The four-day trip is awaiting the Prime Minister’s clearance, which is likely to be given in a day or two.

Unlike in the good old days when Parliament witnessed serious debates by titans, presiding officers today are at their wit’s ends controlling members representing 40-odd parties.

Some of them, with scant respect for the Chair, spring up and interfere in every issue. The presiding officer can do little else but shout repeatedly that “nothing will go on record”.

The Singapore model can silence the habitual offenders. But it cannot ensure smooth functioning of Parliament or enforce decorum and discipline. A device that can stop memb- ers from rushing into the Well of the House is yet to be invented.

Lok Sabha Speaker G.M.C. Balayogi had called several meetings of the Business Advisory Committee and leaders of political parties last year to evolve a code of conduct.

Concerned over the loss of almost a fortnight over Tehelka in the budget session which was adjourned sine die before time, Balayogi has decided to call a meeting of chief ministers, presiding officers of state Assemblies and leaders of all parties to find a solution.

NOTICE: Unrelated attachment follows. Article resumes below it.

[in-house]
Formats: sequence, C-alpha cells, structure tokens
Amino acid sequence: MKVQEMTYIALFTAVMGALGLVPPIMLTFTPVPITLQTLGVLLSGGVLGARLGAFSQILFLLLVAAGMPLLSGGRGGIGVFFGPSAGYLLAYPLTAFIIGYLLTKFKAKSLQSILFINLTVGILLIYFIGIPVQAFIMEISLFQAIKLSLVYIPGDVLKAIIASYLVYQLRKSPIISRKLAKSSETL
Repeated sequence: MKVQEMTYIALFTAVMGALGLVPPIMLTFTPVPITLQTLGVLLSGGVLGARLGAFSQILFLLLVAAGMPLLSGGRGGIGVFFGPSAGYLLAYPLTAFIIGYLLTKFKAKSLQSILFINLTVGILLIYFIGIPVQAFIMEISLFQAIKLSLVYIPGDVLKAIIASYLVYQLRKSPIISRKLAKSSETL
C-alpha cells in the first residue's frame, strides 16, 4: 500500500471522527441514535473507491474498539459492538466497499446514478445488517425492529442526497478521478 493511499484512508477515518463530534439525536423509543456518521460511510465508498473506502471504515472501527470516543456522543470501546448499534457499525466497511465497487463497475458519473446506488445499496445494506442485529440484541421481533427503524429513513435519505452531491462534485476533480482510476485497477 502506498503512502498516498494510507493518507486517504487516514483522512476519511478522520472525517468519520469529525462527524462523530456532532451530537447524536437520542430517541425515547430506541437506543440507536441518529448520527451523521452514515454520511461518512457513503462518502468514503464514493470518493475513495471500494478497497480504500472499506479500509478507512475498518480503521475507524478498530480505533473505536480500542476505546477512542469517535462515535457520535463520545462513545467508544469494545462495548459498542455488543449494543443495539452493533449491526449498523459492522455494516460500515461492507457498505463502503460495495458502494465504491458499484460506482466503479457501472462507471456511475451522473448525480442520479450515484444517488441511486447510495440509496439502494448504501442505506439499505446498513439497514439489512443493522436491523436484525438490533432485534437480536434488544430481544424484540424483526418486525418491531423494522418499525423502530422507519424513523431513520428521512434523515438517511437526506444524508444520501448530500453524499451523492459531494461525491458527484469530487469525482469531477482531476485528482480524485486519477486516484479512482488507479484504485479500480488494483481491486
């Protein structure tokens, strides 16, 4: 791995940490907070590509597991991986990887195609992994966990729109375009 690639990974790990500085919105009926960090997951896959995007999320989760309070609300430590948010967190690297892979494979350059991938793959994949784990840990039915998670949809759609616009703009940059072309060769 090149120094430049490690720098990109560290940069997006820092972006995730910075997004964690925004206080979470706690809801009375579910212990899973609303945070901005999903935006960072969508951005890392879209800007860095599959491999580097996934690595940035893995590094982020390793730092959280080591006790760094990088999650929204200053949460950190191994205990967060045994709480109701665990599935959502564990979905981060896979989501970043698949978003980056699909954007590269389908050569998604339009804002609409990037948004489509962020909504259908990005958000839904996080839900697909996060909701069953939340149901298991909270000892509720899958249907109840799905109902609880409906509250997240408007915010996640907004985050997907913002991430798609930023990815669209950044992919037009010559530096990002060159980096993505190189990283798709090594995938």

During the truncated budget session, which Balayogi described as the “toughest and most disturbed session in parliamentary history”, about 52 hours and Rs 4.66 crore were lost in disruptions and adjournments.

Between February 23 and May 17 last year, about Rs 8 crore was lost due to disruptions in Parliament.

The winter session that followed was no better. The 25-day session ended almost without transacting any business. The loss was Rs 4.68 crore. The Prime Minister had called an all-party meeting in December to discuss a way out, but nothing has changed.

   

 
 
SIMMERING DALITS TURN NEMESIS FOR ‘TIMESERVER’ 
 
 
FROM T.N. GOPALAN
 
Tuticorin, May 1: 
Dalit leader K. Krishnaswamy seems all set to lose in both the constituencies he is contesting — Ottapidaram in the south and Valparai in the west.